“What are some of the biggest challenges for LGBTQ service members and veterans right now?” That was the question of the evening on January 18 when NYLAG hosted LGBTQ服务, a panel discussion on issues affecting LGBTQ servicemembers and veterans.
Bringing together a distinguished panel of experts, the discussion zeroed in on the unique challenges in the ongoing fight for LGBTQ rights in the military. Panelists included Sasha Buchert, Staff Attorney at Lambda Legal; Shannon Price Minter, Legal Director at the National Center for Lesbian Rights; Sue Fulton, Executive Director of Women in the Service Change Initiative and former President of SPART*A; Kristen Rouse, Founding Director at NYC Veterans Alliance; and moderator Michael Wishnie, the William O. Douglas Clinical Professor of Law at Yale Law School. The event was co-sponsored by the American Constitution Society and Debevoise & Plimpton.
Panelists spoke about the urgency of fighting to ensure that transgender Americans have the right to serve openly in the U.S. military and to receive the same medical benefits as all servicemembers.
Fulton, a West Point graduate and veteran, remembered how servicemembers and veterans reacted last July when President Trump tweeted that transgender people were banned from the U.S. military. Like a family, they rallied together and reached out to their transgender comrades, showing solidarity in a time of uncertainty.
Shannon Minter, one of the lead attorneys fighting to stop the administration’s transgender military ban, spoke about recent developments in court. Despite the Department of Justice’s interim policy guidance for processing transgender applicantsfor military service, issued in December, the case is ongoing. “We’re not out of the woods,” Minter said.
In addition to legal protections, the panelists also talked about the need to dispel myths about the cost and necessity of gender-transition related medications and surgeries. Buchert said that the American Medical Association and most medical experts agree that such treatments are medically necessary. And she cited a 2016 Rand Corporation study that found that the cost of care for transgender servicemembers is a small fraction of the total cost of health care in the military.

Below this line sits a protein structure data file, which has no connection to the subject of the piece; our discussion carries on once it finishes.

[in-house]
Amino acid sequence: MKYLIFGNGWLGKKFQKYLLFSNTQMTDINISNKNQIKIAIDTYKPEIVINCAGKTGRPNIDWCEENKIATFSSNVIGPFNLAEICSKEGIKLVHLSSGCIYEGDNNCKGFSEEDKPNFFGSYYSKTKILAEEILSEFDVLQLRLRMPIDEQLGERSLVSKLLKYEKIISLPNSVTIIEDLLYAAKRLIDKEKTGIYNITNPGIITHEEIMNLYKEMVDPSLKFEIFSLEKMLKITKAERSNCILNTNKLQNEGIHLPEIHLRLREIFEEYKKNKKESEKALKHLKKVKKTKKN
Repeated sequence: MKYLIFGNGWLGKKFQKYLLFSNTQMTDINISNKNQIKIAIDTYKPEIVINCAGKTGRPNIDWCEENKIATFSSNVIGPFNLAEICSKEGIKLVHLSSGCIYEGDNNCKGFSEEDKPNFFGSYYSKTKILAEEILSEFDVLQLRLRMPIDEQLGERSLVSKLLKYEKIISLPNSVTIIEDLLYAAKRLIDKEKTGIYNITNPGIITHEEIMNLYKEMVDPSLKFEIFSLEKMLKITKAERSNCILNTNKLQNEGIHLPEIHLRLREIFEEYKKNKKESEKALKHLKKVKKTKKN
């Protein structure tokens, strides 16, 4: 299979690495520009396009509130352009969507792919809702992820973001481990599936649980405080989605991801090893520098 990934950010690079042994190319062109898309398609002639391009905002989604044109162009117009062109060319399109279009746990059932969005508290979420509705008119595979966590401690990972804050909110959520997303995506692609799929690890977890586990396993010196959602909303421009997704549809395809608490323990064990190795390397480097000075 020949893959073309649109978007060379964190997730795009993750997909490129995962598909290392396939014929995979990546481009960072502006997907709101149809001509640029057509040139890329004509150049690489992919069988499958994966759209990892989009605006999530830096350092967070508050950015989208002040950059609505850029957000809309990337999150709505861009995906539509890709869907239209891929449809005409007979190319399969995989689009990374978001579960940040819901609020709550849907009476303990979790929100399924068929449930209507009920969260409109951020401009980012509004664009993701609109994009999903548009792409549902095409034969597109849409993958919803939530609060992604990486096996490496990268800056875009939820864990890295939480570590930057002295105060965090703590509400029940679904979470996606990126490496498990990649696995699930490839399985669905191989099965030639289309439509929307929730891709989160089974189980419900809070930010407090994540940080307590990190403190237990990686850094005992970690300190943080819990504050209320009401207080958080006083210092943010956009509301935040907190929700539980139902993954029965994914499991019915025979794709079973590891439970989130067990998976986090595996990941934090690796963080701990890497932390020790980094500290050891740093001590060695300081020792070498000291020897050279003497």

“The issue of cost is false. The Rand study found that the government is spending more on Viagra than on all of the care for transgender servicemembers. At the same time medicalizing trans people is wrong. It is unfair to single out a specific population for their medical needs.”
As an LGBTQ veteran, Fulton addressed the need to change harmful attitudes toward gender within the military. “My biggest issue isn’t being gay. It’s being a woman.” She described the military as among the most gendered environments in the U.S., one that fosters a masculine culture that can be damaging to women and non-binary people.
Rouse, who served in the military for 17 years under Don’t Ask Don’t Tell, spoke about the impact that can be made at the local level. Last year, the New York City Veterans Alliance helped advocate for a law to protect veterans and servicemembers from discrimination in housing, employment, and places of public accommodation. The law, which took effect late last year, will provide the strongest local-level protection against discrimination in the nation.
Not everyone is in a position to directly make change happen, but if you’re passionate about LGBTQ rights, the panelists had advice for how you can get involved. “Do what’s in front of you,” said Fulton, who describes herself as a “late in life activist.” If you don’t have time to tackle every issue, pick the issue you care about most and start there. Buchert’s advice was simple: “Call your congress members. Talk about transgender issues. It makes a difference.”